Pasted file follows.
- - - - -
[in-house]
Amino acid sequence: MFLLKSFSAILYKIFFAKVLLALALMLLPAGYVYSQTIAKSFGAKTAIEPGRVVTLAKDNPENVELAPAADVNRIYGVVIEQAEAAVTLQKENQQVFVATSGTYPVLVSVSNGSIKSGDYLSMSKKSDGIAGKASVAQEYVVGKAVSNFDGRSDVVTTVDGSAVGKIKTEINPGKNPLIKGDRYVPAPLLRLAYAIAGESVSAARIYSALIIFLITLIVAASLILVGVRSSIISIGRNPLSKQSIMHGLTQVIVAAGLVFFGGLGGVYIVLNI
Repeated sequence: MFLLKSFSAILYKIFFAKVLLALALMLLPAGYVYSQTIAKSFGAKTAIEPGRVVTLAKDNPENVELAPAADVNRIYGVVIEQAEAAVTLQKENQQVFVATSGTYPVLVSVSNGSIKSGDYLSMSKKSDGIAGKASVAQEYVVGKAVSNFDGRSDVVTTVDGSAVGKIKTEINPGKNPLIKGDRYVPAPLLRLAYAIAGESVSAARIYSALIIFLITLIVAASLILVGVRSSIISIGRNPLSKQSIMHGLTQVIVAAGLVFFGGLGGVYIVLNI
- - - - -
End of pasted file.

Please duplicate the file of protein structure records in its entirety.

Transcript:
[in-house]
Amino acid sequence: MFLLKSFSAILYKIFFAKVLLALALMLLPAGYVYSQTIAKSFGAKTAIEPGRVVTLAKDNPENVELAPAADVNRIYGVVIEQAEAAVTLQKENQQVFVATSGTYPVLVSVSNGSIKSGDYLSMSKKSDGIAGKASVAQEYVVGKAVSNFDGRSDVVTTVDGSAVGKIKTEINPGKNPLIKGDRYVPAPLLRLAYAIAGESVSAARIYSALIIFLITLIVAASLILVGVRSSIISIGRNPLSKQSIMHGLTQVIVAAGLVFFGGLGGVYIVLNI
Repeated sequence: MFLLKSFSAILYKIFFAKVLLALALMLLPAGYVYSQTIAKSFGAKTAIEPGRVVTLAKDNPENVELAPAADVNRIYGVVIEQAEAAVTLQKENQQVFVATSGTYPVLVSVSNGSIKSGDYLSMSKKSDGIAGKASVAQEYVVGKAVSNFDGRSDVVTTVDGSAVGKIKTEINPGKNPLIKGDRYVPAPLLRLAYAIAGESVSAARIYSALIIFLITLIVAASLILVGVRSSIISIGRNPLSKQSIMHGLTQVIVAAGLVFFGGLGGVYIVLNI